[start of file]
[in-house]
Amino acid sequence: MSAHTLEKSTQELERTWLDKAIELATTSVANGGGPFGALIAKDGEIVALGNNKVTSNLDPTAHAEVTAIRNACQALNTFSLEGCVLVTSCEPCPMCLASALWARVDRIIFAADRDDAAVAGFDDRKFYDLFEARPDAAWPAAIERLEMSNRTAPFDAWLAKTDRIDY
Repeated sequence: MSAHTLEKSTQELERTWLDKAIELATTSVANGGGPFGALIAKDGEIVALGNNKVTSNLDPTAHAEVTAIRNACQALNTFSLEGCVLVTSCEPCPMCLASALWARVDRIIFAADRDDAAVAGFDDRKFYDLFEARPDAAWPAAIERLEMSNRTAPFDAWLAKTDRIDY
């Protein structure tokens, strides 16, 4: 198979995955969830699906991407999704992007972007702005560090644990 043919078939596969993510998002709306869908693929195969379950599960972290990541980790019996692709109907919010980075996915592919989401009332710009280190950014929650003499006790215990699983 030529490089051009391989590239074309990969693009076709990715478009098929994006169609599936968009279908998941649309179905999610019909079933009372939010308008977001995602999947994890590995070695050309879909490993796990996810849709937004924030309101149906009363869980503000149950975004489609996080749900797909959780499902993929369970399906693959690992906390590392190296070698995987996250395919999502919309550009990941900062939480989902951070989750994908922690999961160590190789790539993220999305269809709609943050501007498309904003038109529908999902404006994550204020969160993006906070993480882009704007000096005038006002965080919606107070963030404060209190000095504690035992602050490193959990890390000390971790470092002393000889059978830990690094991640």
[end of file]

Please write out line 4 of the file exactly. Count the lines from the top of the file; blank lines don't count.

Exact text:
């Protein structure tokens, strides 16, 4: 198979995955969830699906991407999704992007972007702005560090644990 043919078939596969993510998002709306869908693929195969379950599960972290990541980790019996692709109907919010980075996915592919989401009332710009280190950014929650003499006790215990699983 030529490089051009391989590239074309990969693009076709990715478009098929994006169609599936968009279908998941649309179905999610019909079933009372939010308008977001995602999947994890590995070695050309879909490993796990996810849709937004924030309101149906009363869980503000149950975004489609996080749900797909959780499902993929369970399906693959690992906390590392190296070698995987996250395919999502919309550009990941900062939480989902951070989750994908922690999961160590190789790539993220999305269809709609943050501007498309904003038109529908999902404006994550204020969160993006906070993480882009704007000096005038006002965080919606107070963030404060209190000095504690035992602050490193959990890390000390971790470092002393000889059978830990690094991640």